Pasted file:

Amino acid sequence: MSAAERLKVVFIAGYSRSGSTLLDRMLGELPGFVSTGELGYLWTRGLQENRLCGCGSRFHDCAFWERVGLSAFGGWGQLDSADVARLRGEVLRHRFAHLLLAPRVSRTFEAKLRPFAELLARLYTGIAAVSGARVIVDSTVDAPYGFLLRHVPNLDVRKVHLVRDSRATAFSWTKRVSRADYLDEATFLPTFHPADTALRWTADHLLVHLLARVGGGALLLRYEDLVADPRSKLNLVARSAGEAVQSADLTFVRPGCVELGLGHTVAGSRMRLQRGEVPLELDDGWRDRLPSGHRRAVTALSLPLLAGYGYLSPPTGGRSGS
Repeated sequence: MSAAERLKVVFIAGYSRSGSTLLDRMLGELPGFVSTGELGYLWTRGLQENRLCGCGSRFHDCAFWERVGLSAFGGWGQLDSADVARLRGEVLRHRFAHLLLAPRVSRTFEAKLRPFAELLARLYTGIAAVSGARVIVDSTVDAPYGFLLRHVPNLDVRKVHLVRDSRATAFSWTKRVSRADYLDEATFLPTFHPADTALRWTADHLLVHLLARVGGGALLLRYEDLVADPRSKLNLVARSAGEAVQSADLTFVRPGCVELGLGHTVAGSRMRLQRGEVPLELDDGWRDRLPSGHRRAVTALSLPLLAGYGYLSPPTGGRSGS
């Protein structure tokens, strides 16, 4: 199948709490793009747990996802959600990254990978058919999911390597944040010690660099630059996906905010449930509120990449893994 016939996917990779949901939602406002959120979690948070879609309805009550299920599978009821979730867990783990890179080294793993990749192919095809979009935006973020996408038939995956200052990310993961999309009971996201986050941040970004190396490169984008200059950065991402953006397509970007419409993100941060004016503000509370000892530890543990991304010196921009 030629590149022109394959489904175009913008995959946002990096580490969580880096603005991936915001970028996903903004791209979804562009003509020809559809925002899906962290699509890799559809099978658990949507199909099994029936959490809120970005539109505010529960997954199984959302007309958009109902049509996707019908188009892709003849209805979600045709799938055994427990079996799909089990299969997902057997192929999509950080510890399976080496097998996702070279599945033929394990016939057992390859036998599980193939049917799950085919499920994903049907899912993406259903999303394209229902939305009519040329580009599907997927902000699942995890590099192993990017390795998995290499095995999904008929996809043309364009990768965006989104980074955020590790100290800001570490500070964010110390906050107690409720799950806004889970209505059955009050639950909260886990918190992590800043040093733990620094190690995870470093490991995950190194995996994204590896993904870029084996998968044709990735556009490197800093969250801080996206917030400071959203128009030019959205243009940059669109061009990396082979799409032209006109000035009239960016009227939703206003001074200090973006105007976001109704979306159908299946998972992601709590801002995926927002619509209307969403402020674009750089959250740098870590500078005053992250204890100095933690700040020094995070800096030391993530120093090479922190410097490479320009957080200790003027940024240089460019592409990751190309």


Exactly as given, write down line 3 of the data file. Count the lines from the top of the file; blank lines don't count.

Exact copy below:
């Protein structure tokens, strides 16, 4: 199948709490793009747990996802959600990254990978058919999911390597944040010690660099630059996906905010449930509120990449893994 016939996917990779949901939602406002959120979690948070879609309805009550299920599978009821979730867990783990890179080294793993990749192919095809979009935006973020996408038939995956200052990310993961999309009971996201986050941040970004190396490169984008200059950065991402953006397509970007419409993100941060004016503000509370000892530890543990991304010196921009 030629590149022109394959489904175009913008995959946002990096580490969580880096603005991936915001970028996903903004791209979804562009003509020809559809925002899906962290699509890799559809099978658990949507199909099994029936959490809120970005539109505010529960997954199984959302007309958009109902049509996707019908188009892709003849209805979600045709799938055994427990079996799909089990299969997902057997192929999509950080510890399976080496097998996702070279599945033929394990016939057992390859036998599980193939049917799950085919499920994903049907899912993406259903999303394209229902939305009519040329580009599907997927902000699942995890590099192993990017390795998995290499095995999904008929996809043309364009990768965006989104980074955020590790100290800001570490500070964010110390906050107690409720799950806004889970209505059955009050639950909260886990918190992590800043040093733990620094190690995870470093490991995950190194995996994204590896993904870029084996998968044709990735556009490197800093969250801080996206917030400071959203128009030019959205243009940059669109061009990396082979799409032209006109000035009239960016009227939703206003001074200090973006105007976001109704979306159908299946998972992601709590801002995926927002619509209307969403402020674009750089959250740098870590500078005053992250204890100095933690700040020094995070800096030391993530120093090479922190410097490479320009957080200790003027940024240089460019592409990751190309």